Brent crude oil steadied above $111 on Friday morning after a spike following news of the Algerian hostage situation. The commodity traded at 111.18 on Friday morning.
On Wednesday, Islamist militants raided an Algerian energy field and reportedly captured 41 hostages, including several Westerners. According to the BBC, the Algerian military attempted to free the hostages on Thursday, resulting in an unconfirmed number of deaths and several hostages freed and returned to their home countries. The instability has caused renewed fears about oil supply interruptions and bolstered Brent prices.
The Algerian crisis stoked fears about supply interruption, but continued support came from confidence that the global economy was on the path to recovery. Data showing that China has bounced back from its stalled economy seen early in 2012 gave investors reason to believe that oil demand would match supply in 2013.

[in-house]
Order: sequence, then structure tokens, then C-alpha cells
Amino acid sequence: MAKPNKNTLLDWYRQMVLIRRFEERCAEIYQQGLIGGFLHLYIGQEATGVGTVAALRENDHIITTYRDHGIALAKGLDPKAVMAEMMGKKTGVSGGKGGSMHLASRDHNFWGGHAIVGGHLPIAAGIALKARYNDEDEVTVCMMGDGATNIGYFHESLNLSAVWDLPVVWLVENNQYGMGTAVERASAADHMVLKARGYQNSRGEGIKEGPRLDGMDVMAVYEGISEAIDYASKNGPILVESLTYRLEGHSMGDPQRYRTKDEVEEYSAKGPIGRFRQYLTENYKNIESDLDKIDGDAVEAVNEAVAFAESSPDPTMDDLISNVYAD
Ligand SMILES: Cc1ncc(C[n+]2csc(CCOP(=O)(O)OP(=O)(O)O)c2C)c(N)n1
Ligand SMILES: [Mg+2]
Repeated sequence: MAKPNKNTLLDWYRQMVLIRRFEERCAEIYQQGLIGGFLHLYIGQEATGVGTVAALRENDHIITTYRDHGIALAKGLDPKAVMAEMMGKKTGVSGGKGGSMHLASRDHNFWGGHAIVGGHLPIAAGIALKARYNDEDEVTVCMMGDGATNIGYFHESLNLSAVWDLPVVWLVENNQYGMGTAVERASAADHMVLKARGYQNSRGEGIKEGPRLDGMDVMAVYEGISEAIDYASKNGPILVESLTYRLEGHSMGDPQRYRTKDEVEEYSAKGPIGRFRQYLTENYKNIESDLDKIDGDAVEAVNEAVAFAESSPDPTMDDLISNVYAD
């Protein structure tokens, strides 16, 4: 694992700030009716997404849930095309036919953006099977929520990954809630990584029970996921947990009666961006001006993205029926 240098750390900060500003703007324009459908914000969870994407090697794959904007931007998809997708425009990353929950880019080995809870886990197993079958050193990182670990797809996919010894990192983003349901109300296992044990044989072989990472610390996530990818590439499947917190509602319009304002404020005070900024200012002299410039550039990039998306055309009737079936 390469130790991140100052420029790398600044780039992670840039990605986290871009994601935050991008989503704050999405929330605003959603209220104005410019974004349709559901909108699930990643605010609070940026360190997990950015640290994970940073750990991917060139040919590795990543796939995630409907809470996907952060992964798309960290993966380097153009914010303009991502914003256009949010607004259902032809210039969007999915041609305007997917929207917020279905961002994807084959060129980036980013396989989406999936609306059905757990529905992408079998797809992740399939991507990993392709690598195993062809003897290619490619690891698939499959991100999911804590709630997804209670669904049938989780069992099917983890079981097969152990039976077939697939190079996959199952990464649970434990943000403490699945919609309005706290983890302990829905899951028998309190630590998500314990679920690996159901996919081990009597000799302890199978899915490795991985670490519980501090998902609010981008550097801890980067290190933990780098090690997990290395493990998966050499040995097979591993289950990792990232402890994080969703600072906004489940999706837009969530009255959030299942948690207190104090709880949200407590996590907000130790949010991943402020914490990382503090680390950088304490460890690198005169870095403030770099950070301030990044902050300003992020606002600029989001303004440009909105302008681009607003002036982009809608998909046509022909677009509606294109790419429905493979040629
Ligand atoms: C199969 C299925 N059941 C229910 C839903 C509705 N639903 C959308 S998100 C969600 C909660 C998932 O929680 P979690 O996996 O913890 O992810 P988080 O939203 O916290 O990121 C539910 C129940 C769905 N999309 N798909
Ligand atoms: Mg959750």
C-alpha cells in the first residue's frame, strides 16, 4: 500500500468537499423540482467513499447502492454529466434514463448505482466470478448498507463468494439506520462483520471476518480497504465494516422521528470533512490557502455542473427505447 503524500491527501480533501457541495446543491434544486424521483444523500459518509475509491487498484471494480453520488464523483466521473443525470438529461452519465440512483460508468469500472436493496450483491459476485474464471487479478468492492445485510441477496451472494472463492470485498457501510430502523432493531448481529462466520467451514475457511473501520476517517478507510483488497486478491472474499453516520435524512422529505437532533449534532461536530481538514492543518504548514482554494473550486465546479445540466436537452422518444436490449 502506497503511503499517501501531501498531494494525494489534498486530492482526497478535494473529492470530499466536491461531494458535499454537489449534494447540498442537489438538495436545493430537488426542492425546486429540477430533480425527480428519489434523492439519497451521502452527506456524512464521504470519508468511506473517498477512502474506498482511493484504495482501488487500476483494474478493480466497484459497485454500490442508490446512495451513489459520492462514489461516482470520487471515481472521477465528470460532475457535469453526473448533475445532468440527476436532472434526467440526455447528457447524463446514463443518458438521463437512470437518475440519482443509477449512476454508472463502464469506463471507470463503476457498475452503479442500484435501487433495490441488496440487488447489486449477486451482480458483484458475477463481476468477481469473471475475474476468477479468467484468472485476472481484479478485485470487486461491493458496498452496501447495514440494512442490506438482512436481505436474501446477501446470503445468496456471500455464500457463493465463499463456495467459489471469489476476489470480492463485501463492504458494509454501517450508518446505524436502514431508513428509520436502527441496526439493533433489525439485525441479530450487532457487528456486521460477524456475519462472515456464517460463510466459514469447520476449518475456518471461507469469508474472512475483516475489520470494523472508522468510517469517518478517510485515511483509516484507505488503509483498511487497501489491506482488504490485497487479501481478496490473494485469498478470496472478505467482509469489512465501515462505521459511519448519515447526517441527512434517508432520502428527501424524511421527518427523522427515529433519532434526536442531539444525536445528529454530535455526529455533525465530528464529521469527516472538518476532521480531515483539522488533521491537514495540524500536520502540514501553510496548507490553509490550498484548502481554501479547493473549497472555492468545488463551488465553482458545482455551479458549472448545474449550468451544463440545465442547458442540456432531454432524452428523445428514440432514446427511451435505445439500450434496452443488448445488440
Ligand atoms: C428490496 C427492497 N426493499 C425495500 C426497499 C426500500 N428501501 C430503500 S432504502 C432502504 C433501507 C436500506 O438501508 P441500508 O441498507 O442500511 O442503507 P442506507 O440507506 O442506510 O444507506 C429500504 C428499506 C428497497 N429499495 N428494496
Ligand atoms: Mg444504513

Reuters reported that the data showed the nation's industrial output had grown by 10.3 percent in December, which exceeded expectations of 10.1 percent growth. Chinese implied oil demand hit record highs in December, and investors are speculating that the nation will have nearly 8.4 percent GDP growth in 2013.
The US also showed signs of renewed oil demand as its economy proved resilient at the end of 2012 as well. Residential construction increased in December, confirming hopes that the country would start 2013 on strong footing. The number one oil consuming nation also had the lowest number of new unemployment claims in five years for the week ending on January 11th.
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